The equal-loudness contour is a measure of the sound pressure over a frequency spectrum that a listener will perceive as a constant loudness. The shape of the human ear allows certain sounds to be heard at a lower decibel. This is because of the way sound waves bounce around the inside of the ear canal.

The important thing to take from this graph is that it is easier to hear certain frequencies of sound.


The one sure way to protect your ears is to block all the sound waves from reaching the ear drum. Totally blocking the ear canal will prevent any damage. Unfortunately, this makes it pretty hard to play, or listen to, the bagpipes. What we want to do is prevent damage but at the same time allow us to hear what we are doing. This is where ear plugs come in.

The most basic type of earplug is the standard foam safety earplug. These are designed for overall protection of the ear. They are very good at reducing the overall dBA but they do it in a way that does not match the equal-loudness contour of human ears. This is why everything sounds strange when you wear them. Sounds, or frequencies, that we hear better at lower decibels are blocked the same as all the other frequencies. This just sounds unnatural.

The best ear plug will be the one that most closely matches the equal-loudness contour of the human ear. This is called "flat attenuation." These types of ear plugs are also known as musician’s ear plugs and will outperform standard foam safety earplugs for the piper.

Types of ear plugs

Musicians' ear plugs are designed to match the equal-loudness contour of the human ear. They are designed to protect the ears from the constant barrage of sound waves in a band or orchestral setting, yet allow a wide band of frequencies to be heard. It's worth experimenting with different types to find the set that is right for you.

Alpine Hearing MusicSafe Classic Earplugs - I love these earplugs, but it might just be because I am so familiar with them. The are made of a soft vinyl that fits the ear well. They also come with two sets of filters, little pieces that fit in the end. The silver set reduces the sound by 14-19 dBA. The gold reduces it by 18-22 dBA.

Etymotic Research Earplugs - Etymotic research makes a wide range of musicians earplugs. From an informal Facebook and band survey they seem to be very popular. I have used the ER20 model. They come in 2 different sizes and fit well. The various models have different sound reduction. I prefer the 20dBA version. They have an optional string that connects them so you can hang them around your neck when they are not in. I have lost several pair of earplugs so this feature is very nice.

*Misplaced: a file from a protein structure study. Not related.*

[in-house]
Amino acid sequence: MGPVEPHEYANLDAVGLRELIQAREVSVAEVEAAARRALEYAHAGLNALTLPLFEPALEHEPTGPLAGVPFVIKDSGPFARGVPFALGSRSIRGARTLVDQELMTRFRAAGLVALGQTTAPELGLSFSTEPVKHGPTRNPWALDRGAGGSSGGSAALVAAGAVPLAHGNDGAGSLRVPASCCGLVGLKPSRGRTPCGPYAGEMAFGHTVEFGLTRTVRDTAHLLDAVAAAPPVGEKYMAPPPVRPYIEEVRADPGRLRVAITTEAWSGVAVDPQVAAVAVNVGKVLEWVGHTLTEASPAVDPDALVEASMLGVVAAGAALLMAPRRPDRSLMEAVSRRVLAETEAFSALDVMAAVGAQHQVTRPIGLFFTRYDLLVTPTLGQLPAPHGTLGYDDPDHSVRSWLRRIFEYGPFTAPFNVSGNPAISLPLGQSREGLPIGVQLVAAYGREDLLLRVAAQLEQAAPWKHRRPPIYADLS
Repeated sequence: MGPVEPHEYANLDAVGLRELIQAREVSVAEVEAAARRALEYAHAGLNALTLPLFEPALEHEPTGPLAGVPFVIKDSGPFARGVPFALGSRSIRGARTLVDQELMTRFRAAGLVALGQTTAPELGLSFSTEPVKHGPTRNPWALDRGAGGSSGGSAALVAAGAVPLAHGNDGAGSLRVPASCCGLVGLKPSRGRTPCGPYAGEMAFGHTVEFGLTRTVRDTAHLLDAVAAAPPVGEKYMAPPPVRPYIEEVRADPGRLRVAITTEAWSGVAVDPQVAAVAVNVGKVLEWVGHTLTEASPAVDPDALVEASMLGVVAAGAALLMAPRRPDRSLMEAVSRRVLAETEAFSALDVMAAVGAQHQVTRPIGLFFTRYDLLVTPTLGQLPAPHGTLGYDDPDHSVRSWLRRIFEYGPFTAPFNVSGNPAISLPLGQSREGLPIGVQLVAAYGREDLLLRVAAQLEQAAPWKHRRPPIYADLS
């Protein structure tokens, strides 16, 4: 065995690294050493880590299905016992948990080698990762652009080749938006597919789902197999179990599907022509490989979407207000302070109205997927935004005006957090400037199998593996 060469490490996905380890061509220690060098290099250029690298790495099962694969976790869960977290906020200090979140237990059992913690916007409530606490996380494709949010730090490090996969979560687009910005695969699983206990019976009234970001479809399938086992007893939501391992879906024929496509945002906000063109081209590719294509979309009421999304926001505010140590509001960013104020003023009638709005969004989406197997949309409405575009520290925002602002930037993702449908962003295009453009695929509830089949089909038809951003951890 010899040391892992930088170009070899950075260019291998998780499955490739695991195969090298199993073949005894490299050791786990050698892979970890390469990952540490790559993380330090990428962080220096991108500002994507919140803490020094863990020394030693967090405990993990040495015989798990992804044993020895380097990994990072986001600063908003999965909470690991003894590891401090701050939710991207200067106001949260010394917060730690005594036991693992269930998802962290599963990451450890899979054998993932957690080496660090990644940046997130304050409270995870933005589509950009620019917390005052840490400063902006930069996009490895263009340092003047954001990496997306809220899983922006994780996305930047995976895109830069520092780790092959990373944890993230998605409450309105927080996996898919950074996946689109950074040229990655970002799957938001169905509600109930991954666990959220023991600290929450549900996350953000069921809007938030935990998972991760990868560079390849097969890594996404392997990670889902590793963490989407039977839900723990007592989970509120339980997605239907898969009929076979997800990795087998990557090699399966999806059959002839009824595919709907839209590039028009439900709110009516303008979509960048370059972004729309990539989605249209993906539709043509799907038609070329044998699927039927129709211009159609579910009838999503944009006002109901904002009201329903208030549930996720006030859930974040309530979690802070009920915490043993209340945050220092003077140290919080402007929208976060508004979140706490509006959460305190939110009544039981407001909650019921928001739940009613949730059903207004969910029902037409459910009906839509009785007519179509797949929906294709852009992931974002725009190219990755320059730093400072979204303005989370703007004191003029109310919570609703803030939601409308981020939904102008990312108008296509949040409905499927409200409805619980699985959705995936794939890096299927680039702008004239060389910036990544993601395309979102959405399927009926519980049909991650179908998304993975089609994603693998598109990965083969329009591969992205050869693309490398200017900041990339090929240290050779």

Vic Firth High Fidelity Earplugs - I have not personally tried these, but from talking with other players these are very similar to the Etymotic Reaseach plugs. This is probably because the were “Developed in conjunction with Etymotic,” according to their website. They have 20 dBA sound reduction and have a cord, just like the Etymotic ER20s. Several people have said that they have better clarity than the ER20s.

Reverbs High Fidelity Earplugs - I just started using these plugs. They are very similar to the Etymotic ER20s. I find the plastic a little stiffer than the ER20s and they tend to make my ears itch. The set I bought came with two pair, one with 20 dBA reduction and one with 28 dBA. I find that when I’m standing in the circle right next to the drums having the 28 dBA plug in the ear facing the drums, and the 20 dBA on the other side works well. They also come with a cord.

EarPeace Earplugs - I have not tried these but I have heard really good things about them. The pair I handled seemed to be similar to the Alpine Hearing set. The plastic is soft and is reported to be very comfortable. They normally come with two sets of filters, Medium 14-19 dBA reduction and High with 16-21 dBA reduction.

Flair Audio - This is the newest set that I have tried. They use a different type of sound reduction.  Made from milled aluminum or Titanium with a small amount of foam they actually completely block all sound (sound waves). What happens is that the metal vibrates in connection to the sound waves and this vibration is transferred into the bones of your head. The bone vibration allows you to “Hear” the sounds. They take a bit of getting used to, but work well. The only thing I have found is that I have to take one out so I can tune.

Professional Musicians Earplugs - This is really a category of earplugs, not a specific brand. To get these you need to see a Doctor or an Audiologist. The audiologist will take a mold of your ear canal and use this to create an an earplug that fits perfectly in your ear. They come in many different styles and strengths but the best ones will have replaceable filters. These will allow you to select the amount of dBA reduction you would like. Everyone that I have talked to who use this style find them the most comfortable.

Related Articles

Understanding Harmonics—Part 1

This article was written by Dr. John Holcombe

How many of us pipers have a firm grasp of the physics of sound that causes the unique and rich sound of our bagpipes? We are told that we should maintain a pressure in the pipe bag that is at the chanter reed’s “sweet spot”, that pressure that causes the reed to maximally vibrate and bring out the most “harmonics” and richness of sound of the reed. But what, really, are harmonics?